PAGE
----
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Unformatted text preview: MATH 529 Mathematical Methods for Physical Sciences II Christoph Kirsch Overview of the lecture This is the second half of a one year course on mathematical methods for physical sciences. The course web site is http://www.unc.edu/ ~ ckirsch/ MATH529 , which contains the course syllabus, course material such as these lecture notes, as well as the homework assignments. Please check this web site regularly for updates. The two topics covered in the lecture are partial differential equations complex analysis The course is based on the textbook Erwin Kreyszig: Advanced Engineering Mathematics. 9th Edi tion; Wiley, 2006 We will basically go through chapters 1218 of this textbook. It is presumed that students are familiar with multivariable calculus. Fourier series, integrals and transforms will be reviewed as needed. This lecture will connect naturally to the first half, MATH 528. Students who have not attended that lecture may notice a larger gap in the first few weeks. In addition to the weekly homework assignments, there will be two exams, a midterm exam on March 3 (75 minutes, during regular class time), and the final exam on May 3, 8:00 AM (as set by the University Registrar). Classes of March 1 and April 26 will be review sessions in preparation of the respective exam. For the midterm exam, you are allowed to use a summary of the lecture notes on three pages, and six pages for the final exam. Homework 1 assignments and exams are graded and each counts for 1/3 of the total course grade. Please ask questions as they occur, and take advantage of the office hours, too! 0.1 Partial differential equations A differential equation is a mathematical equation for an unknown function of one or several variables that relates the values of the function itself and its derivatives of various orders. If the unknown function is of one variable, say u ( x ), we have an ordinary differential equation (ODE) of the form F ( x,u,u ,u 00 ,... ) = 0 . (1) Solution techniques for these equations (series, Laplace transform, ...) have been discussed in MATH 528. For an unknown function of several variables, u ( x ), x = ( x 1 ,...,x d ) R d , we have a partial differential equation (PDE) of the form F ( x ,u, u, Hu ,... ) = 0 , (2) (with a possibly different function F than in ( 1 ), of course) with the partial derivatives u = u x 1 . . . u x d , Hu = 2 u x 2 1 ......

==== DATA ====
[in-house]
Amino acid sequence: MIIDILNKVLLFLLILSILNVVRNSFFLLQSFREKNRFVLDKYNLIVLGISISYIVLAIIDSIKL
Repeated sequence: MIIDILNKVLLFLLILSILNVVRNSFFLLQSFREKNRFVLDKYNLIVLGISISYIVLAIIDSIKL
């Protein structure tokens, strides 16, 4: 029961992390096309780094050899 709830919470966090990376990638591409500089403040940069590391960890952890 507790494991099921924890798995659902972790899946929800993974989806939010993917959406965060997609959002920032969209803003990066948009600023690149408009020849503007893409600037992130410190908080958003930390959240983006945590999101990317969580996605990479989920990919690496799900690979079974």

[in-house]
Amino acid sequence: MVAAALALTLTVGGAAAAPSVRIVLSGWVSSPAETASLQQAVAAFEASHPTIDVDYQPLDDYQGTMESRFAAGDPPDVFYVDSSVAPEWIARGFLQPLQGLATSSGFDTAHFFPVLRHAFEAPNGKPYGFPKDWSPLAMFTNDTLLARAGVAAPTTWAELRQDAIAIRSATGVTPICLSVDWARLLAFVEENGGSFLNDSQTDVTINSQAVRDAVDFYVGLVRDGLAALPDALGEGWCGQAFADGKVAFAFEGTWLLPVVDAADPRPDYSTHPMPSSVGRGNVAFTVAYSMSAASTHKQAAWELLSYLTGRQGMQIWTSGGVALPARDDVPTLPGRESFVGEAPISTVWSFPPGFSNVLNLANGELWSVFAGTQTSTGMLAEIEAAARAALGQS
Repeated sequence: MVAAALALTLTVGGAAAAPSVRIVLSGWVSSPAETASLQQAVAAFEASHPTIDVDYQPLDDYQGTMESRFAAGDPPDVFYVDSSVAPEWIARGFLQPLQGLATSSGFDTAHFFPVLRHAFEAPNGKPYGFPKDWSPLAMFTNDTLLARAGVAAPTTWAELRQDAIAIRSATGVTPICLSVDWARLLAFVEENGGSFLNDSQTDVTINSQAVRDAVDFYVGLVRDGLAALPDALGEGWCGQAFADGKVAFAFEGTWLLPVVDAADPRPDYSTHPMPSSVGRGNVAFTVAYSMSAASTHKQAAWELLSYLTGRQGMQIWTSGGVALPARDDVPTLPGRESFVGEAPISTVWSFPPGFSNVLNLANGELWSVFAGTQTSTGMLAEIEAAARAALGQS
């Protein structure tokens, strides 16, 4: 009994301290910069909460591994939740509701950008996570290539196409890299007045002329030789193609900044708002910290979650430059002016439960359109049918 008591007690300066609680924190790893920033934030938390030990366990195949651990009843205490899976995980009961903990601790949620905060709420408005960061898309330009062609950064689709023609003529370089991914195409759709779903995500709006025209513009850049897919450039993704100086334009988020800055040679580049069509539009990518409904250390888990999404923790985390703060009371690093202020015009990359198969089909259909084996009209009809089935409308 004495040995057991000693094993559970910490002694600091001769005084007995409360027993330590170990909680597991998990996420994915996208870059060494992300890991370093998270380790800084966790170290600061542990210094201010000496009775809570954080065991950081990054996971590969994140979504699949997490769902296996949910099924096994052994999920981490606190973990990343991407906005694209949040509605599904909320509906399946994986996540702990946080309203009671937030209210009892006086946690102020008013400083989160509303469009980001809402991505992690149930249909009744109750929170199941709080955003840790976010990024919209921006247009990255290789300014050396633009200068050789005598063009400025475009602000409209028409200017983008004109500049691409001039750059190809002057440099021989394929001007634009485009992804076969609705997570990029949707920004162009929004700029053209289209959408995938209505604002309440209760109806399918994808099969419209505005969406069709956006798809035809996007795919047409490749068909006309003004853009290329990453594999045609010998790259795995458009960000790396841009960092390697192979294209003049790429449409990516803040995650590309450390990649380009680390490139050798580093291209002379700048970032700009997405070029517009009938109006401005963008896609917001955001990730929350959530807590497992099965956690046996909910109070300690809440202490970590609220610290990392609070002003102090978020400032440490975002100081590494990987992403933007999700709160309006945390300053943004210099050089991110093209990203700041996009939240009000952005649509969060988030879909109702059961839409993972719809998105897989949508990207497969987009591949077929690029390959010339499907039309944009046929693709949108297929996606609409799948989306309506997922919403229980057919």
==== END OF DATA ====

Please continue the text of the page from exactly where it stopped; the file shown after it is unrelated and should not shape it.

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 Spring '08
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 Math

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